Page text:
The City of Washington, DC was set up in a Congressional Act in 1787. The city is limited to space of no more than 10 square miles.Until “Home Rule”, the City was ruled by the Federal Government, under the auspices of Congress. Until 1961, citizens in the City could not vote for election of the President or local Officials. In 1973, Congress passed the District of Columbia Home Rule Act, ceding some of its power over the city to a new, directly elected city council and mayor. Walter Washington became the first elected mayor of Washington, D.C.
Congress still maintains the power to approve any law passed by the City council and Mayor. This was demonstrated most recently when the council approved a bill legalizing Marijuana, and the Republican led Congressional Committee nixed the Law.
Unique among cities with a high percentage of African Americans, Washington has had a significant black population since the city’s creation. As a result, Washington became both a center of African American culture and a center of civil rights movement. Since the city government was run by the federal government, black and white school teachers were paid at an equal scale as workers for the federal government. It was not until the administration of President Woodrow Wilson, a southern Democrat who had numerous southerners in his cabinet, that federal offices and workplaces were segregated, starting in 1913.This situation persisted for decades: the city was racially segregated in certain facilities until the 1950s.
DC Statehood is still a hot local issue. Republicans oppose such for much the same reason the slaveholding South demanded the compromise that all future states added to the Union be balanced between slave and free – due to a large black population, the City leans Democrat. Meaning statehood would likely add two more Democrat Senators to the Senate, and 1 -2 Democrat Congressmen.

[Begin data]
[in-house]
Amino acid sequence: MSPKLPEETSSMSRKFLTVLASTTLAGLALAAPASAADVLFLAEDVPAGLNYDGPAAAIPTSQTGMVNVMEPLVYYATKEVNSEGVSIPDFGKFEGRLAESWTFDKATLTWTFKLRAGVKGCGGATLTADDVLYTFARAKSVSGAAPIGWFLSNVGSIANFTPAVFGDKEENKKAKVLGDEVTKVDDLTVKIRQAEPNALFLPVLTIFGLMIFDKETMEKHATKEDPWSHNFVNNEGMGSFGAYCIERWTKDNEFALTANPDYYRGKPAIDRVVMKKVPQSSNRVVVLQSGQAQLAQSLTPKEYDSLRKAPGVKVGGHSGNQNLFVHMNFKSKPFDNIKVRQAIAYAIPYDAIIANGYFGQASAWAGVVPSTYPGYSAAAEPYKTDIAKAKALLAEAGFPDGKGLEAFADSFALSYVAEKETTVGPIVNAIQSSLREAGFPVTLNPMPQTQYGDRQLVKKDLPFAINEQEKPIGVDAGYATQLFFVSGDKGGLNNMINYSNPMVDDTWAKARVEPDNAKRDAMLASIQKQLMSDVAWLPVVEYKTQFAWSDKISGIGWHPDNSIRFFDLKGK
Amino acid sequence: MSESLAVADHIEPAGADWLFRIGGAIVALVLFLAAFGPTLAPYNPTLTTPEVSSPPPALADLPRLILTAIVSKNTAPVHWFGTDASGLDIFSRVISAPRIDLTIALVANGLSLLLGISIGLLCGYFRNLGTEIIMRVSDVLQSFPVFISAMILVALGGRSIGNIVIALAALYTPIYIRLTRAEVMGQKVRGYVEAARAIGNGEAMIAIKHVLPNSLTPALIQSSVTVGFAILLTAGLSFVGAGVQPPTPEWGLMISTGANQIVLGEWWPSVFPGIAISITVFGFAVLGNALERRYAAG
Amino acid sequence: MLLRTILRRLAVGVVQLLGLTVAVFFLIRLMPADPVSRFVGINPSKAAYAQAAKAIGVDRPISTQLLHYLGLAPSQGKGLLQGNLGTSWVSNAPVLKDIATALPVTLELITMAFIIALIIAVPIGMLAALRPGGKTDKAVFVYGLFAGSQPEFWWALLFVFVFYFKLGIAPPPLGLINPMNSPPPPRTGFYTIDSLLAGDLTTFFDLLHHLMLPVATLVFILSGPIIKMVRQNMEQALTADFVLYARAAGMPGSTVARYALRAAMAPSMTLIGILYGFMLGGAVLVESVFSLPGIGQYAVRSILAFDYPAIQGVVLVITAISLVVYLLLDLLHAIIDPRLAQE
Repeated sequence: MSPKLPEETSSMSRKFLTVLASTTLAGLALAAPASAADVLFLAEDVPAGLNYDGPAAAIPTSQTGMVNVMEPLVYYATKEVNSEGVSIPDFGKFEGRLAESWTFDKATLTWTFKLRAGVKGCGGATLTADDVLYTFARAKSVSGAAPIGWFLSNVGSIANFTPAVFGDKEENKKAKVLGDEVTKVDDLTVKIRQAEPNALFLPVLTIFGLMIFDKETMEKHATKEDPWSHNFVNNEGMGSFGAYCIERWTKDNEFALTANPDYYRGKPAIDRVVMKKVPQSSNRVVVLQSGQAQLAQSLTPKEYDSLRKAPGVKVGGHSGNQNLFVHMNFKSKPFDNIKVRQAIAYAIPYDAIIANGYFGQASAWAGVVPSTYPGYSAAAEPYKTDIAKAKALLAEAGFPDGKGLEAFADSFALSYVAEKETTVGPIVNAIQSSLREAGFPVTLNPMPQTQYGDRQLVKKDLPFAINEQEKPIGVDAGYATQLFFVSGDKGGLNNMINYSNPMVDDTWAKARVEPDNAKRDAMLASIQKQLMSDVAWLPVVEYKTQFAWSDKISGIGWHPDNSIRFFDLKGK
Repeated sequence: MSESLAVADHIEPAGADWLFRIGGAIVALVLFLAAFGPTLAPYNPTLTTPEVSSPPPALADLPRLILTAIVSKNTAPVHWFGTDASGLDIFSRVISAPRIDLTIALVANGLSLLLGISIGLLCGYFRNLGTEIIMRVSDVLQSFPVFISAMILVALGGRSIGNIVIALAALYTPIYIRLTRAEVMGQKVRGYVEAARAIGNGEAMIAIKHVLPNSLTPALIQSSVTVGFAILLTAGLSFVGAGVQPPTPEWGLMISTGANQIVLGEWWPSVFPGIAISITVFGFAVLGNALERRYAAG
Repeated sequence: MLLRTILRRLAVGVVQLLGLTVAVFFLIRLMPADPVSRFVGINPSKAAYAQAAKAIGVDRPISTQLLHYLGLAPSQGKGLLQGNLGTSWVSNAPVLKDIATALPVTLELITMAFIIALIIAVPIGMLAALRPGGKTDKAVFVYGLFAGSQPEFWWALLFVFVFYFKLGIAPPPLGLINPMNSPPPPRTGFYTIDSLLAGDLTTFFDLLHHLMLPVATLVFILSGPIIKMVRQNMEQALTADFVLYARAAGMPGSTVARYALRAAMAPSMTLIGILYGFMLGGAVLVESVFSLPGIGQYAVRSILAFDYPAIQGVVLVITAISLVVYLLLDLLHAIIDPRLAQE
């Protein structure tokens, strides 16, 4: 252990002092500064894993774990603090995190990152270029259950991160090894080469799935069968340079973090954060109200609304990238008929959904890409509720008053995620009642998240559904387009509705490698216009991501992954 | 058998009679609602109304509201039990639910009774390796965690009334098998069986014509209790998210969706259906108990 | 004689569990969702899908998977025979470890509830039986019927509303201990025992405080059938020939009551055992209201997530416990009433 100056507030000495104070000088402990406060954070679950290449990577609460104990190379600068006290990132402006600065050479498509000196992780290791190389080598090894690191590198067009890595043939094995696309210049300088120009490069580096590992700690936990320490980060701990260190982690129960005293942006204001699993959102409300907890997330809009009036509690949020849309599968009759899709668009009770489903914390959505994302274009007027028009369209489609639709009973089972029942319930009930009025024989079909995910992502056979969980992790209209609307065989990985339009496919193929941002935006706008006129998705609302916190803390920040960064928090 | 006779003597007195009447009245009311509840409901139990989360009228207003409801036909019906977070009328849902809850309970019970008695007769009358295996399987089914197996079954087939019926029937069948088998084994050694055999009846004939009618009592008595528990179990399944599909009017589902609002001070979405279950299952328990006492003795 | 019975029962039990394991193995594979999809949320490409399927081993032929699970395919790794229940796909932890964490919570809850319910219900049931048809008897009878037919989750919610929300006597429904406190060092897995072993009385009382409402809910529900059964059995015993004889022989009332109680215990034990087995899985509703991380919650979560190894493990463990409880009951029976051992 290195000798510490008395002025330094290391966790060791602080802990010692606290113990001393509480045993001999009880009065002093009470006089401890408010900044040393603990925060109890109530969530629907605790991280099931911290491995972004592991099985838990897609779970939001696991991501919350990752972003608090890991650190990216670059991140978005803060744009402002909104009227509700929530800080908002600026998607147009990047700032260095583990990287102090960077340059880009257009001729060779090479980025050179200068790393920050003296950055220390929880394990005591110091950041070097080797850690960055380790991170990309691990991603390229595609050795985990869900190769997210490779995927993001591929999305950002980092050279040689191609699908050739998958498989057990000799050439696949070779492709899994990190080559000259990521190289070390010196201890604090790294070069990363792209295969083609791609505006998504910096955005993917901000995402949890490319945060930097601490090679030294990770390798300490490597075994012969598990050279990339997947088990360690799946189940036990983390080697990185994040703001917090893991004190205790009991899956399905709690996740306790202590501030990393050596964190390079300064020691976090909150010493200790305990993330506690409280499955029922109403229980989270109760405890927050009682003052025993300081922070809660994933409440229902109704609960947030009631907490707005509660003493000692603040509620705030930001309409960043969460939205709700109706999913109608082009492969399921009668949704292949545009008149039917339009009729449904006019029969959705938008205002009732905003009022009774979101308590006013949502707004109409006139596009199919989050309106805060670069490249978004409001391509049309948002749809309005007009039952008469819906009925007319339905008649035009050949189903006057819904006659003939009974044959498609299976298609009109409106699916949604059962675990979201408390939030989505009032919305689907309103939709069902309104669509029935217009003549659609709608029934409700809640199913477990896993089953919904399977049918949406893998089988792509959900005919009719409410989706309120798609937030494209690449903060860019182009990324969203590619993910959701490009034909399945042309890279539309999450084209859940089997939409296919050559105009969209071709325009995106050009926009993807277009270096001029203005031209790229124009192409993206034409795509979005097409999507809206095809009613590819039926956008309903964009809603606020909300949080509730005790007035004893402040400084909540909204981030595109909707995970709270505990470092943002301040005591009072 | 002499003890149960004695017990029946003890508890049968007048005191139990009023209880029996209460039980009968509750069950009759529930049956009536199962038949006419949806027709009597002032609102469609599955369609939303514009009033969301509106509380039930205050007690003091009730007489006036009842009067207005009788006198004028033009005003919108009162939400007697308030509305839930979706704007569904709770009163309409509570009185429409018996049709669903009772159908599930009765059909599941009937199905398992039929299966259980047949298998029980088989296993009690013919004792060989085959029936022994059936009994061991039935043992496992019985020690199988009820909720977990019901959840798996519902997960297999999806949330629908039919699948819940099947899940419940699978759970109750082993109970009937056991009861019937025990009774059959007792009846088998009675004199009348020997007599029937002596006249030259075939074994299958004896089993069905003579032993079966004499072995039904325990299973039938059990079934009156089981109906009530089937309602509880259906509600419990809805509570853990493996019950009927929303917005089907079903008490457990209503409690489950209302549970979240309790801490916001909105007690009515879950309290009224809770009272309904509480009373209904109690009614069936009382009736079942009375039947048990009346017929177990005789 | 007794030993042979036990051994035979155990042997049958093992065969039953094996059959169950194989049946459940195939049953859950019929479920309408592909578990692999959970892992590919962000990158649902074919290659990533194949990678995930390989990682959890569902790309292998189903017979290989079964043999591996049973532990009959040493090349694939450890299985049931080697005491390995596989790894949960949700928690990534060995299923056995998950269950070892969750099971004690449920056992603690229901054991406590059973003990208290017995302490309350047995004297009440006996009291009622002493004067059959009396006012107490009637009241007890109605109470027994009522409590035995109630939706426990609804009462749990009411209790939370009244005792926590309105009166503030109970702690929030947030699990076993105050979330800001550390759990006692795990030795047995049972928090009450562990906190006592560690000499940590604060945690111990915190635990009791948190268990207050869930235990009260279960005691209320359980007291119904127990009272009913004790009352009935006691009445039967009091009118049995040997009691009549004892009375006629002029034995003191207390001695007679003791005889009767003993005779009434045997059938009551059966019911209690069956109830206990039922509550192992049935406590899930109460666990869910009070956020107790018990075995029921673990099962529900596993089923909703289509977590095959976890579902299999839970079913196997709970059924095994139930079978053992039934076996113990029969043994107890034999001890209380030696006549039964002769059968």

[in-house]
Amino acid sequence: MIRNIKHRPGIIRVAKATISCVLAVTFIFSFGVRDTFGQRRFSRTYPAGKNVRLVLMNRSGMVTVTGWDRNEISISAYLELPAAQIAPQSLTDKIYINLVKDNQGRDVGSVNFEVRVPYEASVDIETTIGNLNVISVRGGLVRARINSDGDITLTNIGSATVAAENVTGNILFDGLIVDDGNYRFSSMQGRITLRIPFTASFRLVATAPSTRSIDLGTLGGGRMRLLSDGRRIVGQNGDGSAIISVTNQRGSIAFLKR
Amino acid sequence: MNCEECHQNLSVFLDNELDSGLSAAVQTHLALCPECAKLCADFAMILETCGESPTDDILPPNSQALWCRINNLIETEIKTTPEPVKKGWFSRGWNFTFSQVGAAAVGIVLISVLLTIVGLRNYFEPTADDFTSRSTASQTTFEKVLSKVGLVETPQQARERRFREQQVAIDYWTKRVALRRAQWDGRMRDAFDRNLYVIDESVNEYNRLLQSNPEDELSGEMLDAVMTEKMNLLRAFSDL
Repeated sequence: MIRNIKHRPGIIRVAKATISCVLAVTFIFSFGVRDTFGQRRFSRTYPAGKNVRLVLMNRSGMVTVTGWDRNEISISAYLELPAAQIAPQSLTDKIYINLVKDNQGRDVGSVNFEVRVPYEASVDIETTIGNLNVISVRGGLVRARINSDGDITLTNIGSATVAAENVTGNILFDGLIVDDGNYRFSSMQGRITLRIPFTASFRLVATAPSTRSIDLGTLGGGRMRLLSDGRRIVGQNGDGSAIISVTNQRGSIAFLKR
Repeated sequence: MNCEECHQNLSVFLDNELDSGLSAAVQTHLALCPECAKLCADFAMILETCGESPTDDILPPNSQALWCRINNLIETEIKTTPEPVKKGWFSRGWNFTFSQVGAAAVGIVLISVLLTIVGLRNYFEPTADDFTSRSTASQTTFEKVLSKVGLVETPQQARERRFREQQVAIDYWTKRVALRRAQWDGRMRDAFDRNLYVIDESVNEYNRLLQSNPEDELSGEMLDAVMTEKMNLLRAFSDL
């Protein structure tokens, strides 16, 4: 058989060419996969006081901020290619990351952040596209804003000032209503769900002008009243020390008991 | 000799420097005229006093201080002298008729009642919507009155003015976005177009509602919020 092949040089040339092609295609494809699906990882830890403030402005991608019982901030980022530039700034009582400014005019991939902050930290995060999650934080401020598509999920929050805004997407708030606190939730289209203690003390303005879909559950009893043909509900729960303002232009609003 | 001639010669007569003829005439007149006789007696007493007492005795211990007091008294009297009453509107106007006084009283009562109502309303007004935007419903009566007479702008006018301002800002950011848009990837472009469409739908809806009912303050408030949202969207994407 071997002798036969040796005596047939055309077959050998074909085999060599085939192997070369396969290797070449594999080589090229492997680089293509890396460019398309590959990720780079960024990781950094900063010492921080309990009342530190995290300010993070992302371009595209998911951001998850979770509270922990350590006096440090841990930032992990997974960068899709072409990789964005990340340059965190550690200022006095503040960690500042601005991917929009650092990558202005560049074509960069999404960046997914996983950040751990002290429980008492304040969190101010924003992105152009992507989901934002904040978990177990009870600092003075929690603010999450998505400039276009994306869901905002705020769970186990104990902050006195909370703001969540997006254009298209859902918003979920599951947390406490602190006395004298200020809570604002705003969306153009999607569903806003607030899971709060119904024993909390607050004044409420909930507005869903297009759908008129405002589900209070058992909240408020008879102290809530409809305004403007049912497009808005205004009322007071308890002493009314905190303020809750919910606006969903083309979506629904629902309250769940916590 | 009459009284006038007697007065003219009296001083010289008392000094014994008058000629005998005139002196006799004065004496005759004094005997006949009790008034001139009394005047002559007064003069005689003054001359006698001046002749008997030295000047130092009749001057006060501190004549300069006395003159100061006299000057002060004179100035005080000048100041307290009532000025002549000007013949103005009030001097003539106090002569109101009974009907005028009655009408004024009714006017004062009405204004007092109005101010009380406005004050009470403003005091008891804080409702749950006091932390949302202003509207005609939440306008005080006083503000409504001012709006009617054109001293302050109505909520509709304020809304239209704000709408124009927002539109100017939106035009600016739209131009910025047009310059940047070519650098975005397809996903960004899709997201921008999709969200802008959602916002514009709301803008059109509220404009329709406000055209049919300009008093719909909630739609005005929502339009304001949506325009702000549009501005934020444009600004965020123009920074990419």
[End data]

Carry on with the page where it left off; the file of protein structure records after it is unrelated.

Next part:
Key Bridge – From Rosslyn, Virginia into the Georgetown section of Washington, DC.
It sucks to live in Washington, D.C.—or so says John Oliver, the surprisingly nimble political satirist and host of HBO’s Last Week Tonight. Yes, if you thought Sen. Marco Rubio making The Hill’s ultra-silly list of the “50 Most Beautiful People” on Capitol Hill was bad, well, that’s just the tip of the iceberg for D.C. residents.
“There is one U.S. territory that suffers a lack of representation in D.C., and that is D.C. itself,” Oliver announced on Last Week.
District of Columbia license plates say “taxation without representation” for a reason. If you’re a resident of D.C., you’re forced to shell out for federal taxes and can fight in wars, yet no member of Congress is there to fight on your behalf, even though D.C.’s population eclipses that of states like Vermont and Wyoming, and its GDP is higher than 16 other states.
Oliver noted that when the Dalai Lama came to visit D.C. some years back “…he wondered why ‘a small pocket’ of people living in the world’s ‘champion of democracy’ lacked full voting rights,” calling the practice, “Quite strange”—and Tibet isn’t exactly a bastion of democracy.